Long-Term Mortality in Hypertensive Patients With Coronary Artery Disease
Results From the US Cohort of the International Verapamil (SR)/Trandolapril Study
The dyad of hypertension and coronary artery disease is prevalent; however, data on systolic blood pressure (SBP) control and long-term all-cause mortality are lacking. Using extended follow-up data from the US cohort of the International Verapamil (SR)/Trandolapril Study (mean 11.6 years), subjects were categorized by age at enrollment (50 to <60 and ≥60 years). Cox proportional adjusted hazard ratios (HRs) were constructed for time to all-cause mortality according to achieved mean SBP. In those 50 to <60 years and using a referent SBP of <130 mm Hg, an achieved SBP of 130 to 140 mm Hg was associated with a similar risk of mortality (HR, 1.03; 95% confidence interval [CI], 0.87–1.23), whereas an achieved SBP of ≥140 mm Hg was associated with an increased risk of mortality (HR, 1.80; 95% CI, 1.53–2.11). Among subjects aged ≥60 years and using a referent SBP of <130 mm Hg, an achieved SBP 130 to 140 mm Hg was associated with a lower mortality risk (HR, 0.92; 95% CI, 0.85–0.98). There was an increased risk of mortality with an achieved SBP ≥150 mm Hg (HR, 1.34; 95% CI, 1.23–1.45), but not with an achieved SBP 140 to 150 mm Hg (HR, 1.02; 95% CI, 0.94–1.11). In hypertensive patients with coronary artery disease, achieving a SBP of 130 to 140 mm Hg seems to be associated with lower all-cause mortality after ≈11.6 years of follow-up.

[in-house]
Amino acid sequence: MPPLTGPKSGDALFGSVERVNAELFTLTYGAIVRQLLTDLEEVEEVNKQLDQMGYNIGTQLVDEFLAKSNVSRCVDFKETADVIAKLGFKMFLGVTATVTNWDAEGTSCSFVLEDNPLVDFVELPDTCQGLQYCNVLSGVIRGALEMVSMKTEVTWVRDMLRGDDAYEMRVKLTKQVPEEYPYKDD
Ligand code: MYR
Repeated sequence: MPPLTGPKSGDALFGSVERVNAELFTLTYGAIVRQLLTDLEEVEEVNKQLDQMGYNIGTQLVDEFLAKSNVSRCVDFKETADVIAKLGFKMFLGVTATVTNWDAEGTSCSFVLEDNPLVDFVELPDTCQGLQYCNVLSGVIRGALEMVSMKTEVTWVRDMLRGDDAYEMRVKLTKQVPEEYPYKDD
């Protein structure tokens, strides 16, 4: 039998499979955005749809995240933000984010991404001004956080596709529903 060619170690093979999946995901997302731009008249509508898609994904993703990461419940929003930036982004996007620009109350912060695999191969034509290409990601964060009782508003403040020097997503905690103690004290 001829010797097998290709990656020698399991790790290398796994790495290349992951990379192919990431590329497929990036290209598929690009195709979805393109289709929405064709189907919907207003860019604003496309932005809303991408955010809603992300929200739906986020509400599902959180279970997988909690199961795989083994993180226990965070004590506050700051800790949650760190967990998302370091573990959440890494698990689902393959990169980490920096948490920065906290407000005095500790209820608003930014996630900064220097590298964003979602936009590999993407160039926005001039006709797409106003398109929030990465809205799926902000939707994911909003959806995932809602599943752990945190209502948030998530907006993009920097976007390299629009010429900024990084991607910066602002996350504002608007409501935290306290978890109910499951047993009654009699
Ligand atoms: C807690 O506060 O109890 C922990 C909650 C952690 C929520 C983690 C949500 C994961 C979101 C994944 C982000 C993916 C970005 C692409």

- Received May 13, 2016.
- Revision received May 25, 2016.
- Accepted July 22, 2016.
- © 2016 American Heart Association, Inc.